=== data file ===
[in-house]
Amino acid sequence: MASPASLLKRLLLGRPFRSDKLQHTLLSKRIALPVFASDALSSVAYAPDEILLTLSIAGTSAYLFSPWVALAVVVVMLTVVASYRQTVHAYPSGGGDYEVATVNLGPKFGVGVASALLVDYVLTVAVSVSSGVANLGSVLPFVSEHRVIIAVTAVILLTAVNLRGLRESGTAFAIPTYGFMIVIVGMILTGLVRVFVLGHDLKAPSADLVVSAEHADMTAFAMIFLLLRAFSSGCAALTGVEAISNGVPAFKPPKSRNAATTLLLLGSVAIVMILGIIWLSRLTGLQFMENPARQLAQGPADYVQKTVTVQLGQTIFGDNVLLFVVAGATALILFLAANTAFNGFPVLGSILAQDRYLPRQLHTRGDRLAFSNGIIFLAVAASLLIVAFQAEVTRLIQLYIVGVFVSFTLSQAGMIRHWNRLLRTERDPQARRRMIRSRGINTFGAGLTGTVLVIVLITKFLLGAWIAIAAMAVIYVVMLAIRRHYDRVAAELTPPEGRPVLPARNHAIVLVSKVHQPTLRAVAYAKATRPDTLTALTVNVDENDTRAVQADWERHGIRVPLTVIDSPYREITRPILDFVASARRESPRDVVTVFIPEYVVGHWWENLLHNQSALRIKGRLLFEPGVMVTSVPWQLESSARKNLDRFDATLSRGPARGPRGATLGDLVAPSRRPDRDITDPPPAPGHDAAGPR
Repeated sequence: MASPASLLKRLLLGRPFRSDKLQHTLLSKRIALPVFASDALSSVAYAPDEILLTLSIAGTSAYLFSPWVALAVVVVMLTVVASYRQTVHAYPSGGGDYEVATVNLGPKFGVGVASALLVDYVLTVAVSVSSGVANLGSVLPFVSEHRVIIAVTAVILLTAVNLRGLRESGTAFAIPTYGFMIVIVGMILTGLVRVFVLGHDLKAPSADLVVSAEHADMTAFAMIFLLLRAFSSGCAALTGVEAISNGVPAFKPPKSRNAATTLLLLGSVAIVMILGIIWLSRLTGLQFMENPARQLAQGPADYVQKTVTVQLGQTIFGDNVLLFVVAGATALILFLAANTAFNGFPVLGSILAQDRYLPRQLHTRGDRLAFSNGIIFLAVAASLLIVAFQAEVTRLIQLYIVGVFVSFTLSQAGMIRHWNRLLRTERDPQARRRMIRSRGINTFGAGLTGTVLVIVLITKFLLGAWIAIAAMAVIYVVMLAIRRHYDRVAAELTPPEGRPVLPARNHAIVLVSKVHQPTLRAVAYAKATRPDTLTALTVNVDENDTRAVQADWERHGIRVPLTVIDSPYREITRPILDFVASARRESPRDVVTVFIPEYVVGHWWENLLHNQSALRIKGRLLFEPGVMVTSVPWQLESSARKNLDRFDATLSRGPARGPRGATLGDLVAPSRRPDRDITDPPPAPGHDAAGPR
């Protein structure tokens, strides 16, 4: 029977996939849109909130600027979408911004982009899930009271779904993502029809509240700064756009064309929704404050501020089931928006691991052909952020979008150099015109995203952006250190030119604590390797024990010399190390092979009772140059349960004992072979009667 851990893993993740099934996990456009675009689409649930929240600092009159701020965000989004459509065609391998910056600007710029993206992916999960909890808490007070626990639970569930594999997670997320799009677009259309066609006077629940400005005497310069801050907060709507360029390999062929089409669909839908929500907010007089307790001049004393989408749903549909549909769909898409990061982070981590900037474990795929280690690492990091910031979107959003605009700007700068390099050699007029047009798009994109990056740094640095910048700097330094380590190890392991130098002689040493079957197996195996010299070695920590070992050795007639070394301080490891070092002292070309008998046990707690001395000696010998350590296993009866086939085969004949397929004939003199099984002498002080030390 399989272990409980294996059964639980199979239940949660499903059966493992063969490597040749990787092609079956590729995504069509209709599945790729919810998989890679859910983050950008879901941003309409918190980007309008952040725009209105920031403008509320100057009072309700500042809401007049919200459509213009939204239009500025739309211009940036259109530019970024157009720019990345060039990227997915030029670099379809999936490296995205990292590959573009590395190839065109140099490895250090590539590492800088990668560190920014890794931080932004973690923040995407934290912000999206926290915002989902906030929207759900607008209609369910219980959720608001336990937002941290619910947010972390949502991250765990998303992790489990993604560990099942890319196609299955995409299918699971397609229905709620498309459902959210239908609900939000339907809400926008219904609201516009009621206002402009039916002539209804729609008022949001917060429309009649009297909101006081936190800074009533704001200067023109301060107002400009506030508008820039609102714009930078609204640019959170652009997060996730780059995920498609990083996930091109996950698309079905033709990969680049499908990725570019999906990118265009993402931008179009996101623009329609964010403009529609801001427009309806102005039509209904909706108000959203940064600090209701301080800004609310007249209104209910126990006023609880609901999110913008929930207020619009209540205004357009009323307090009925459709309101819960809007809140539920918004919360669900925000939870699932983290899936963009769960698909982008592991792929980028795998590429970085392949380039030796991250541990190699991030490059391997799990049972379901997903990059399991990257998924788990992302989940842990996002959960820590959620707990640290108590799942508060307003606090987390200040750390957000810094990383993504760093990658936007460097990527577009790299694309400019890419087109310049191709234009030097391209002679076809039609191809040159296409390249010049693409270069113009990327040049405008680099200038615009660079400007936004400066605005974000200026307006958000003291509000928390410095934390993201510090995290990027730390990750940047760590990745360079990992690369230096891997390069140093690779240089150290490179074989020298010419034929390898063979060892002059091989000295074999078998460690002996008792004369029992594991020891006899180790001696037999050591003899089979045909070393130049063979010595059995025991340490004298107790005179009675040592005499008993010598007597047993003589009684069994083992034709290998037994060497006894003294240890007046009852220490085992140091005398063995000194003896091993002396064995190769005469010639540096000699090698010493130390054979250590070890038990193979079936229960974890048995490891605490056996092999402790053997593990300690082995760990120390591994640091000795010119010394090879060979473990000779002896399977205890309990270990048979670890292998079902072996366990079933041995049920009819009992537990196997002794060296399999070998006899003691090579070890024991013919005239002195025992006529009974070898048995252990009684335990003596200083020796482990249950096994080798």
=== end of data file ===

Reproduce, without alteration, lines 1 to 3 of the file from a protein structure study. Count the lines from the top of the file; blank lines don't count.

[in-house]
Amino acid sequence: MASPASLLKRLLLGRPFRSDKLQHTLLSKRIALPVFASDALSSVAYAPDEILLTLSIAGTSAYLFSPWVALAVVVVMLTVVASYRQTVHAYPSGGGDYEVATVNLGPKFGVGVASALLVDYVLTVAVSVSSGVANLGSVLPFVSEHRVIIAVTAVILLTAVNLRGLRESGTAFAIPTYGFMIVIVGMILTGLVRVFVLGHDLKAPSADLVVSAEHADMTAFAMIFLLLRAFSSGCAALTGVEAISNGVPAFKPPKSRNAATTLLLLGSVAIVMILGIIWLSRLTGLQFMENPARQLAQGPADYVQKTVTVQLGQTIFGDNVLLFVVAGATALILFLAANTAFNGFPVLGSILAQDRYLPRQLHTRGDRLAFSNGIIFLAVAASLLIVAFQAEVTRLIQLYIVGVFVSFTLSQAGMIRHWNRLLRTERDPQARRRMIRSRGINTFGAGLTGTVLVIVLITKFLLGAWIAIAAMAVIYVVMLAIRRHYDRVAAELTPPEGRPVLPARNHAIVLVSKVHQPTLRAVAYAKATRPDTLTALTVNVDENDTRAVQADWERHGIRVPLTVIDSPYREITRPILDFVASARRESPRDVVTVFIPEYVVGHWWENLLHNQSALRIKGRLLFEPGVMVTSVPWQLESSARKNLDRFDATLSRGPARGPRGATLGDLVAPSRRPDRDITDPPPAPGHDAAGPR
Repeated sequence: MASPASLLKRLLLGRPFRSDKLQHTLLSKRIALPVFASDALSSVAYAPDEILLTLSIAGTSAYLFSPWVALAVVVVMLTVVASYRQTVHAYPSGGGDYEVATVNLGPKFGVGVASALLVDYVLTVAVSVSSGVANLGSVLPFVSEHRVIIAVTAVILLTAVNLRGLRESGTAFAIPTYGFMIVIVGMILTGLVRVFVLGHDLKAPSADLVVSAEHADMTAFAMIFLLLRAFSSGCAALTGVEAISNGVPAFKPPKSRNAATTLLLLGSVAIVMILGIIWLSRLTGLQFMENPARQLAQGPADYVQKTVTVQLGQTIFGDNVLLFVVAGATALILFLAANTAFNGFPVLGSILAQDRYLPRQLHTRGDRLAFSNGIIFLAVAASLLIVAFQAEVTRLIQLYIVGVFVSFTLSQAGMIRHWNRLLRTERDPQARRRMIRSRGINTFGAGLTGTVLVIVLITKFLLGAWIAIAAMAVIYVVMLAIRRHYDRVAAELTPPEGRPVLPARNHAIVLVSKVHQPTLRAVAYAKATRPDTLTALTVNVDENDTRAVQADWERHGIRVPLTVIDSPYREITRPILDFVASARRESPRDVVTVFIPEYVVGHWWENLLHNQSALRIKGRLLFEPGVMVTSVPWQLESSARKNLDRFDATLSRGPARGPRGATLGDLVAPSRRPDRDITDPPPAPGHDAAGPR